One aspect in which ISO 27010 defines general approaches to data security elements in the process of drafting and enforcing policies and procedures. Along with training and awareness initiatives for those participating in the process, and likely independent evaluations or audits to confirm compliance with ISO/IEC 27010 and other relevant ISO27k standards.

ISO 27010, ISO 27001 and ISO 27002

ISO/IEC 27010:2015 complements ISO/IEC 27001:2013 and ISO/IEC 27002:2013 well. ISO 27010 offers advice on understanding ISO 27001’s criteria when exchanging information between organisations. It also provides additional security measures and knowledge sharing instructions beyond those found in ISO 27002.

ISO/IEC 27001:2013 and ISO/IEC 27002:2013 address information exchange between organisations, but only broadly. Suppose organisations wish to transmit confidential information to several other organisations. In that case, the other organisations must assure the original owner that their use of information would be subject to appropriate security controls by the receiving groups.

Organisations can achieve this confidentiality by creating an information sharing community in which each participant trusts the others to safeguard the shared information, even when organisations may otherwise be competitors.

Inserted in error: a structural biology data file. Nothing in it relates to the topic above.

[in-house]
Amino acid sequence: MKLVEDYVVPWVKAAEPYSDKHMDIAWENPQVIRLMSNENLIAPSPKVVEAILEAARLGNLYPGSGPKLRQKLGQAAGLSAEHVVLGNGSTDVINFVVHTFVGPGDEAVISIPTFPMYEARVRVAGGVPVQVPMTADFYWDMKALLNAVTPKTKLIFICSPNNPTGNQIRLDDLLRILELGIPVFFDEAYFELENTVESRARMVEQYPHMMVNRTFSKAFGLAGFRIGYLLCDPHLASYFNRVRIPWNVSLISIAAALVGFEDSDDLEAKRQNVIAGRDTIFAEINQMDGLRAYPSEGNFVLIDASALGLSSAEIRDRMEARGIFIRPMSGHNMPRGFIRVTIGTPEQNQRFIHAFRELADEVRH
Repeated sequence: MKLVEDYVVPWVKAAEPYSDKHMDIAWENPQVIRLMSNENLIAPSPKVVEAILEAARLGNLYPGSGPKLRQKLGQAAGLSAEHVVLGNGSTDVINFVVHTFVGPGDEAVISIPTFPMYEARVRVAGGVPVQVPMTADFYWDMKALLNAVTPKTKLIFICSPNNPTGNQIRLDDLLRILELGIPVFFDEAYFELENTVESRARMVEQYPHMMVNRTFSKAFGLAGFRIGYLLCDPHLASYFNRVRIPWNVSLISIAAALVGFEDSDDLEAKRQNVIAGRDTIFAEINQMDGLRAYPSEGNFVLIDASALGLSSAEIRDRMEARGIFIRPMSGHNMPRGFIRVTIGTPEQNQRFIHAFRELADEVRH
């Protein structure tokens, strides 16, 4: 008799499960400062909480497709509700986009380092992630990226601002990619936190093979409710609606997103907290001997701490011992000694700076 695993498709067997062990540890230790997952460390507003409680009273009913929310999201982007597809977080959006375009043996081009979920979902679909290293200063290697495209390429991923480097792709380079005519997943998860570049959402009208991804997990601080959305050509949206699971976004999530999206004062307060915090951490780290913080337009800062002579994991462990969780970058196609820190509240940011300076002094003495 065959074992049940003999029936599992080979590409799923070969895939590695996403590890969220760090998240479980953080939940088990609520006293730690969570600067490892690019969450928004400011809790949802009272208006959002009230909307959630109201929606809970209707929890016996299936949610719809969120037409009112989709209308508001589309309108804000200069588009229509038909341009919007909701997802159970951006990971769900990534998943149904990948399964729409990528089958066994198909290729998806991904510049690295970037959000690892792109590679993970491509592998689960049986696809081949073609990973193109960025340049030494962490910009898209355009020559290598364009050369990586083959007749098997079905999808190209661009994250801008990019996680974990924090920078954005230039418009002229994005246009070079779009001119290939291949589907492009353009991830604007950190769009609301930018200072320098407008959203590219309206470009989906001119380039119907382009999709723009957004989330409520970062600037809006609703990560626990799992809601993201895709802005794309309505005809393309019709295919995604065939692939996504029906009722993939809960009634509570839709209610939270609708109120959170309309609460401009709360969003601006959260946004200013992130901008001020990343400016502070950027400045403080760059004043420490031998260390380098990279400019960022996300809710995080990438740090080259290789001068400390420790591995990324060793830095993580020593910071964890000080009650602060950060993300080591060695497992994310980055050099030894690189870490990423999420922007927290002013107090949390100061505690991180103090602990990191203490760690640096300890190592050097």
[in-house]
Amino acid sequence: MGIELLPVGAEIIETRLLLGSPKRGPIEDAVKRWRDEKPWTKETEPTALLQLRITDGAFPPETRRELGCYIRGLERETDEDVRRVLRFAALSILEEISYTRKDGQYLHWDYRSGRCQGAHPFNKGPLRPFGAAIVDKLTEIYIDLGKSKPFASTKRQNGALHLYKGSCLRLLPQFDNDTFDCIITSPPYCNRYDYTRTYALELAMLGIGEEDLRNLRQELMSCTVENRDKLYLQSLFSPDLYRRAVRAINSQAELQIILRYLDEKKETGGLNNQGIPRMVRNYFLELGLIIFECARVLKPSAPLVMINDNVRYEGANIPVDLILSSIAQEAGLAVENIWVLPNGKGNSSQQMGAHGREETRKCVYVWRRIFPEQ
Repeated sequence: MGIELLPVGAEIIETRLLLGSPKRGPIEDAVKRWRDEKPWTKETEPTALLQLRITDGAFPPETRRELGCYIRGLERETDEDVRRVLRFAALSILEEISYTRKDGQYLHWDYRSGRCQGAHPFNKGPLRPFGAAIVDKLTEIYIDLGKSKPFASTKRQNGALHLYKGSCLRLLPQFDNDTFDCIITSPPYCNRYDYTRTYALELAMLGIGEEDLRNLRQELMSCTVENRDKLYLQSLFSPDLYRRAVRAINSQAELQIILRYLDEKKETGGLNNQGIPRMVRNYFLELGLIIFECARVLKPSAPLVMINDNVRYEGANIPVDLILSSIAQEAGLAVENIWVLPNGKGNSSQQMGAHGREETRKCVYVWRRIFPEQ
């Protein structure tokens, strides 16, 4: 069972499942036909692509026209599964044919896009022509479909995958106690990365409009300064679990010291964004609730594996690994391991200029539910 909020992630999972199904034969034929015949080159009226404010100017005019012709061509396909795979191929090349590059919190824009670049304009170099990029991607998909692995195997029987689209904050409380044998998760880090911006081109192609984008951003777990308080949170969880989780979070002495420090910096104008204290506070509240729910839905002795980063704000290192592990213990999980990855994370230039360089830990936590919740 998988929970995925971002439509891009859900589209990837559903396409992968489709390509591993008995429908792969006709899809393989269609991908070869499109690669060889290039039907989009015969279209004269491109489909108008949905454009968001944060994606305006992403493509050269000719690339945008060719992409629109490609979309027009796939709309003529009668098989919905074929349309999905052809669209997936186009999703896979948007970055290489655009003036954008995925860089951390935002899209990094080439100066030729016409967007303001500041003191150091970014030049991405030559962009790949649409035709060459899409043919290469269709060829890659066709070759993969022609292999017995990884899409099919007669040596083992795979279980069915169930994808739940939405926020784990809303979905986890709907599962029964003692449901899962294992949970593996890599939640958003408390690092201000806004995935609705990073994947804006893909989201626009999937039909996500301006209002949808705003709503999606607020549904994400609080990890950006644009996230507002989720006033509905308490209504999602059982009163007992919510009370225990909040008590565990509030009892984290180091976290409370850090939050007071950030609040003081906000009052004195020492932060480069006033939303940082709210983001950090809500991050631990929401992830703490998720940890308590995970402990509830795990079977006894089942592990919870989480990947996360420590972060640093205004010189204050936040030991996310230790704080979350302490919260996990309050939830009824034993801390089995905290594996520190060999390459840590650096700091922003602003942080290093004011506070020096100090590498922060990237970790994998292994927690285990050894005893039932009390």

ISO 27010 introduces a new control in its clause seven that tackles a range of issues that ISO 27002 does not address explicitly, almost contrary to standard non-repudiation conditions. This control includes protecting source anonymity in exchanging information. Although ISO 27002 is suitable for standard “vendor” scenarios, 27010 provides some new resources to handle more complicated situations.

Who can implement ISO 27010?

This International Standard is relevant to all businesses and organisations that exchange confidential information, publicly and privately, in all industries. In particular, this can apply to information exchanges and sharing related to providing, sustaining and protecting the essential infrastructure of an entity or nation-state. This is due to the standards promotion of building trust while exchanging and sharing private information.

It will be necessary for any company providing or utilising information sharing tools protected by an information security management system (ISMS). It may also be beneficial for large organisations with geographically dispersed functions exchanging information across departments or locations.

Getting started with information sharing

Without trust, an information sharing community can not function. Those supplying information must trust recipients not to reveal or mishandle the data. Those receiving data must trust that the accuracy of the data, subject to any requirements notified by the originator. Both aspects are critical. ISO 27010 requires information sharing communities to demonstrate successful security policies and good practice must be supported. To do this, all group members must adopt a collaborative management system covering the shared information’s security. This system should preferably be an ISMS.

Information sharing may take place between groups where the sharer isn’t aware of all recipients. Sharing information in this way will only work if the communities have sufficient confidence and information-sharing agreements. It is particularly relevant for sharing sensitive information among diverse communities, such as different industries or market sectors.